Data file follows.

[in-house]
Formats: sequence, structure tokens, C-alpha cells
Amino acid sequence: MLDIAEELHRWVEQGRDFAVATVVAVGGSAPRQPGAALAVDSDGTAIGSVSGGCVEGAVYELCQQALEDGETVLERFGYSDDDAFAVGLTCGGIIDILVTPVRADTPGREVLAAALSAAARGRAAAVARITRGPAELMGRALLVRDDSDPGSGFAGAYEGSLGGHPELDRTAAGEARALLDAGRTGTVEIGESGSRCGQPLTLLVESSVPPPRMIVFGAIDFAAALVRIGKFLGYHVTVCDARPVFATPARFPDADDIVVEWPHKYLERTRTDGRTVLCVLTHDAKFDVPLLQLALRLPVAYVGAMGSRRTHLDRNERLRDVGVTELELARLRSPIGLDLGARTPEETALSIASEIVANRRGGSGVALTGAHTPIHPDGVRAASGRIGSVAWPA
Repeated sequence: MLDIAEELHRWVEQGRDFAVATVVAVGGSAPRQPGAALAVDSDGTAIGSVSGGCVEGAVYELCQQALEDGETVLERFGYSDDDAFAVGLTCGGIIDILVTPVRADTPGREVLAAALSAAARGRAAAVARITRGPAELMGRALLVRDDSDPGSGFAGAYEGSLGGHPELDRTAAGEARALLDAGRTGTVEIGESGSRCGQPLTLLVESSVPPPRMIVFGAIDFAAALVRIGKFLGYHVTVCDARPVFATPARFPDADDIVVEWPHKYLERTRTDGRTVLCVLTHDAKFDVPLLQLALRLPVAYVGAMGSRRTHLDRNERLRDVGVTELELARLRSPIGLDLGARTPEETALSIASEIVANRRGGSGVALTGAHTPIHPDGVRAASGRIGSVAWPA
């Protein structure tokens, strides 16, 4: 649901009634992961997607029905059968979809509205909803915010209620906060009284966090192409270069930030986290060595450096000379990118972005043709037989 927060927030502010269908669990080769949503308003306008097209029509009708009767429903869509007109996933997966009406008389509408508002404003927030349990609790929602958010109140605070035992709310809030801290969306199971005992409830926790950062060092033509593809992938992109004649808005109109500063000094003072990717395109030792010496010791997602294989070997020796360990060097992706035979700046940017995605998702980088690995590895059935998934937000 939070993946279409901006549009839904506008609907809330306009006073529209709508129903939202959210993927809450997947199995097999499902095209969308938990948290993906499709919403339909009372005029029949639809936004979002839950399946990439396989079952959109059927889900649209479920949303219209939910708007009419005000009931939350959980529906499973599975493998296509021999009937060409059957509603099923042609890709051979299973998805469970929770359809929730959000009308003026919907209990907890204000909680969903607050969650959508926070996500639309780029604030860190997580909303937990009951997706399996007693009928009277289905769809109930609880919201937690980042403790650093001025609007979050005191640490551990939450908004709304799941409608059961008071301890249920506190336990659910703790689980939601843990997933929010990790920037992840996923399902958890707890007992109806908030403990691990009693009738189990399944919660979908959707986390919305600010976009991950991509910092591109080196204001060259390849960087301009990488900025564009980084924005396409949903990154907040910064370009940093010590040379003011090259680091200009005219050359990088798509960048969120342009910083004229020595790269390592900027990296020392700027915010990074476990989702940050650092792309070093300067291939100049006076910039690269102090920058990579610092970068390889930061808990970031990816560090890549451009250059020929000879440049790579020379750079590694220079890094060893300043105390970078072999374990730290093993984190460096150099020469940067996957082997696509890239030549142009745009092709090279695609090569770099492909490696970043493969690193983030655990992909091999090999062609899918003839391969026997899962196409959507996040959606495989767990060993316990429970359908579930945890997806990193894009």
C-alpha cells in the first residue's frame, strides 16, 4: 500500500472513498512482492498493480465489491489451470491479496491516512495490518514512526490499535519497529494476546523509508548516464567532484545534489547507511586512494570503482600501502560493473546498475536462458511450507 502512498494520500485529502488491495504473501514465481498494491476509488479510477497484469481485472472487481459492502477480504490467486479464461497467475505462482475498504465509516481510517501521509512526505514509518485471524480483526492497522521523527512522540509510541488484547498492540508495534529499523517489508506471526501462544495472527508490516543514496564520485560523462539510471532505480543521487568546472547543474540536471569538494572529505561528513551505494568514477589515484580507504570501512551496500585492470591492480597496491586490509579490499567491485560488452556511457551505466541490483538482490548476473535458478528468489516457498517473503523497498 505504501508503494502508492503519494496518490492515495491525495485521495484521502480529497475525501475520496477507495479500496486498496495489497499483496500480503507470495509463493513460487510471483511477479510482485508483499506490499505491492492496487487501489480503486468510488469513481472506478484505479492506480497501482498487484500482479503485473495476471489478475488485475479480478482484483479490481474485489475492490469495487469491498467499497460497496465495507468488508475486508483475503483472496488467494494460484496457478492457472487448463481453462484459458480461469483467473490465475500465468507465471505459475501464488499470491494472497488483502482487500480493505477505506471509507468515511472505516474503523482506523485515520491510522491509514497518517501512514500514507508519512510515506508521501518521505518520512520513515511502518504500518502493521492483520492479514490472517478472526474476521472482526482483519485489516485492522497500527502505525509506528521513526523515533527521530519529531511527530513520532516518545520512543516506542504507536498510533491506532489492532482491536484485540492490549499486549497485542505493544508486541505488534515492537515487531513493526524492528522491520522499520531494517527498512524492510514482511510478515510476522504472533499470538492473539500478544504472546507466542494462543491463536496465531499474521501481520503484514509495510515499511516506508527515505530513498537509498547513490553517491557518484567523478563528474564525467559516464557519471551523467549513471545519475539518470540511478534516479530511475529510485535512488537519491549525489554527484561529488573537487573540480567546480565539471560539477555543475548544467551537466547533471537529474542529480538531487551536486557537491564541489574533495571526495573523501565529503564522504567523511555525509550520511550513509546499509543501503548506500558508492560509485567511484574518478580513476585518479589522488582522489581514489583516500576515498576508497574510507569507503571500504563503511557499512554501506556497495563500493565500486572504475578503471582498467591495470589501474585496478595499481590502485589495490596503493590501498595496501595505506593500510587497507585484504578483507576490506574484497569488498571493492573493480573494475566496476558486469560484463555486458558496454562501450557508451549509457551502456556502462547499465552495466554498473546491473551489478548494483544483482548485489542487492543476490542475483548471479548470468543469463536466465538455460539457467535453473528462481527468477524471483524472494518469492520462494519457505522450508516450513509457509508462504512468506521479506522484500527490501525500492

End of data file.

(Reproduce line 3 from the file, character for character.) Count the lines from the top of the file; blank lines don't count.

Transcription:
Amino acid sequence: MLDIAEELHRWVEQGRDFAVATVVAVGGSAPRQPGAALAVDSDGTAIGSVSGGCVEGAVYELCQQALEDGETVLERFGYSDDDAFAVGLTCGGIIDILVTPVRADTPGREVLAAALSAAARGRAAAVARITRGPAELMGRALLVRDDSDPGSGFAGAYEGSLGGHPELDRTAAGEARALLDAGRTGTVEIGESGSRCGQPLTLLVESSVPPPRMIVFGAIDFAAALVRIGKFLGYHVTVCDARPVFATPARFPDADDIVVEWPHKYLERTRTDGRTVLCVLTHDAKFDVPLLQLALRLPVAYVGAMGSRRTHLDRNERLRDVGVTELELARLRSPIGLDLGARTPEETALSIASEIVANRRGGSGVALTGAHTPIHPDGVRAASGRIGSVAWPA